McCain asks DHS to waive shipping restriction for Puerto Rico aid


Sen. John McCain urged the Department of Homeland Security on Tuesday to waive a law that would allow foreign ships to send supplies to Puerto Rico after the U.S. territory was ravaged by Hurricane Maria last week.


Conditions in Puerto Rico remain dire, and 3.4 million people are virtually without electrical power, while food and drinking water remain scarce.


But the Merchant Marine Act of 1920, also known as the Jones Act, requires shipments between U.S. ports be carried out exclusively by vessels built and operated by Americans.


That prevents Puerto Rico from receiving shipments from foreign countries like Jamaica, even though it may be cheaper and faster than shipping from the continental U.S.


The Trump administration ruled out temporarily setting aside the Jones Act, even though the government had waived those rules in Florida and Texas until last week.


After the DHS denied the request of eight U.S. representatives to waive the Jones Act on Monday, McCain stepped in urging the department to reconsider.

“I am very concerned by the Department’s decision not to waive the Jones Act for current relief efforts in Puerto Rico, which is facing a worsening humanitarian crisis following Hurricane Maria,” McCain wrote.

“I am very concerned by the Department’s decision not to waive the Jones Act for current relief efforts in Puerto Rico, which is facing a worsening humanitarian crisis following Hurricane Maria,” McCain wrote.


“I am very concerned by the Department’s decision not to waive the Jones Act for current relief efforts in Puerto Rico, which is facing a worsening humanitarian crisis following Hurricane Maria,” McCain wrote.


“It is unacceptable to force the people of Puerto Rico to pay at least twice as much for food, clean drinking water, supplies and infrastructure due to Jones Act requirements to as they work to recover from this disaster,” McCain wrote.


The senator, who has long pushed for repealing the Jones Act, called for the law to be scrapped, claiming it “would lead to hastened recovery efforts where our country needs it most.”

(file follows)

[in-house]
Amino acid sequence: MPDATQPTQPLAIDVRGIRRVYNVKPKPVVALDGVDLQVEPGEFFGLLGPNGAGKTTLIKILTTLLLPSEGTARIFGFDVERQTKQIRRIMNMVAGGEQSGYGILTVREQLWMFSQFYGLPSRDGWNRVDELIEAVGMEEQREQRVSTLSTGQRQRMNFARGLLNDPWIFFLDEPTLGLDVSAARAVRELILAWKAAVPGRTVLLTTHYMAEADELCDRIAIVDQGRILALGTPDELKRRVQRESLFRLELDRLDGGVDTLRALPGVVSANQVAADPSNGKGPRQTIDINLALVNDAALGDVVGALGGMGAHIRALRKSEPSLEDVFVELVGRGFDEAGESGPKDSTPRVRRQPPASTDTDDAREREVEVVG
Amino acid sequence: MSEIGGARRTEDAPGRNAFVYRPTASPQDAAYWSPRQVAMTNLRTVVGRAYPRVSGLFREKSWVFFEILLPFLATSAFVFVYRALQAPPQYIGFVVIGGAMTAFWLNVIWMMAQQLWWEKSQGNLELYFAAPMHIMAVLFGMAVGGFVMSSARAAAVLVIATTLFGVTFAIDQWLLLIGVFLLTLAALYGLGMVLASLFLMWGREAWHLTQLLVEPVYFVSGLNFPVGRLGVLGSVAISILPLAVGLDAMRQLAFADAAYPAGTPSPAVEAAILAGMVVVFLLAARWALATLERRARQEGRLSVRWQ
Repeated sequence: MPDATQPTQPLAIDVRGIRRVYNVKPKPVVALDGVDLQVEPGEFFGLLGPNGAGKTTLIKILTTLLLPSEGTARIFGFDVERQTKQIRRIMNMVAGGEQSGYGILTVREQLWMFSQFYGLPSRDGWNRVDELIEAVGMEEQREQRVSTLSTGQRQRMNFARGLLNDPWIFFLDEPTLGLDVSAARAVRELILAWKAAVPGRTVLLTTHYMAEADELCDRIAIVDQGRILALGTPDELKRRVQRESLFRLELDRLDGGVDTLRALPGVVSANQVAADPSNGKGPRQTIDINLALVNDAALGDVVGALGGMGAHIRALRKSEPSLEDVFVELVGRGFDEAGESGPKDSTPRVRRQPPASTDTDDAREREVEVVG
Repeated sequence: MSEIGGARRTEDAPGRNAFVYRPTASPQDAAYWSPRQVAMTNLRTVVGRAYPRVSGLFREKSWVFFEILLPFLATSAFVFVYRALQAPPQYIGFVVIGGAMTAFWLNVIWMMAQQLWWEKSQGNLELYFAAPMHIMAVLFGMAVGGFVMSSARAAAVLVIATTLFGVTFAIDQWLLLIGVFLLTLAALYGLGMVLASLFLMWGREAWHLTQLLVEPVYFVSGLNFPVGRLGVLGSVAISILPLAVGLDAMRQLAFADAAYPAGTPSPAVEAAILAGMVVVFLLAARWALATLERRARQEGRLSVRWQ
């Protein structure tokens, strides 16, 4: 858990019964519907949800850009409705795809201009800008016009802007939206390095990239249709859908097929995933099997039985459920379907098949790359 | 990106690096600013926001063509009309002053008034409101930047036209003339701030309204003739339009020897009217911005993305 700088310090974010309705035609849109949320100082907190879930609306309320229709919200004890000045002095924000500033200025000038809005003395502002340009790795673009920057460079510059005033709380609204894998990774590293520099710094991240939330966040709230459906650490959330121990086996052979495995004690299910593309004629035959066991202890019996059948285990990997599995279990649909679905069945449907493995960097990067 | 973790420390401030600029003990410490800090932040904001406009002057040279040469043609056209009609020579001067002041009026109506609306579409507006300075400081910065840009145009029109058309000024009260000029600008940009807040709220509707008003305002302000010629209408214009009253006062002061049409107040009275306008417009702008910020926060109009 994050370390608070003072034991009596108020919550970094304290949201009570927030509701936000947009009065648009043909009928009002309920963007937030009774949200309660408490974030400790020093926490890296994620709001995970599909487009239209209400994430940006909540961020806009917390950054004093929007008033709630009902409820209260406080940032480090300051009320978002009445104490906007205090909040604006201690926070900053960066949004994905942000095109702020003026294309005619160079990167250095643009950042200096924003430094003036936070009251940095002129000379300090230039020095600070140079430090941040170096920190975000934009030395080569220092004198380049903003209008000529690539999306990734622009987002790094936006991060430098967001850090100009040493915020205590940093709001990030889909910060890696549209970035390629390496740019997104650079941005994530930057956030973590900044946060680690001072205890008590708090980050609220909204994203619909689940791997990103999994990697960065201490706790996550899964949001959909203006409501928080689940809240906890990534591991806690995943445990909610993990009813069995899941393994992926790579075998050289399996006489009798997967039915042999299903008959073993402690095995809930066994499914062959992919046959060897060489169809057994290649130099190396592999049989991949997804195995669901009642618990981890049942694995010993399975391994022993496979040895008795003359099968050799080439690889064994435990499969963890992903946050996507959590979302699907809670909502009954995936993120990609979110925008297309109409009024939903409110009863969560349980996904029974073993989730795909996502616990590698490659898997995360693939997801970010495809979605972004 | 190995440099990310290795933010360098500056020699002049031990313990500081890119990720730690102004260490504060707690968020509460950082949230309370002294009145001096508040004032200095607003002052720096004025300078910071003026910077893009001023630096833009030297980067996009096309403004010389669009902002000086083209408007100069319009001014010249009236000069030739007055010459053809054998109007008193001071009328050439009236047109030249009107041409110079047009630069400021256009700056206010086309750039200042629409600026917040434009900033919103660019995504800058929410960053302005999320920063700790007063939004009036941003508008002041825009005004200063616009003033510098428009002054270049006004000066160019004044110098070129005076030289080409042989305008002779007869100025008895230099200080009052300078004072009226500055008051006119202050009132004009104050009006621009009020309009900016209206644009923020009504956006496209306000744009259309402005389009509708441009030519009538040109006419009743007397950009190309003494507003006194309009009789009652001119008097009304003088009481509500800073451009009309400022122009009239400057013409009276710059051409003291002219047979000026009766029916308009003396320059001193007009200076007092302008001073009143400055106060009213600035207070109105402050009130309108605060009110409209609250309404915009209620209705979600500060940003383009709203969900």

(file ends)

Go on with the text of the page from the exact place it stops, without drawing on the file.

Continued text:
Gregory Moore, a spokesperson for DHS, said the problem was not the number of U.S. vessels moving commodities to Puerto Rico, but the capacity of their ports to offload and transit supplies.


After Trump was criticized for tweeting about professional athletes protesting the national anthem this weekend, he ramped up his response to Puerto Rico, announcing he would visit the U.S. territory next week. 

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Conditions in Puerto Rico remain dire, and 3.4 million people are virtually without electrical power, while food and drinking water remain scarce.

(HECTOR RETAMAL/AFP/Getty Images)


Brock Long, administrator of the Federal Emergency Management Agency, said Tuesday that 16 Navy and Coast Guard ships were in the waters around Puerto Rico, with 10 more on the way.


Puerto Rico has long railed against the Jones Act, saying it makes the cost of imported basic commodities, such as food, clothing and fuel, more expensive.


“Our dependence on fossil fuel imports by sea is hampering the restoration of services,” said Juan Declet-Barreto, an energy expert at the nonprofit group the Union of Concerned Scientists.


The refusal to allow the waiver “is raising fears on the island that they are going to be left behind in this disaster.”


With News Wire Services 

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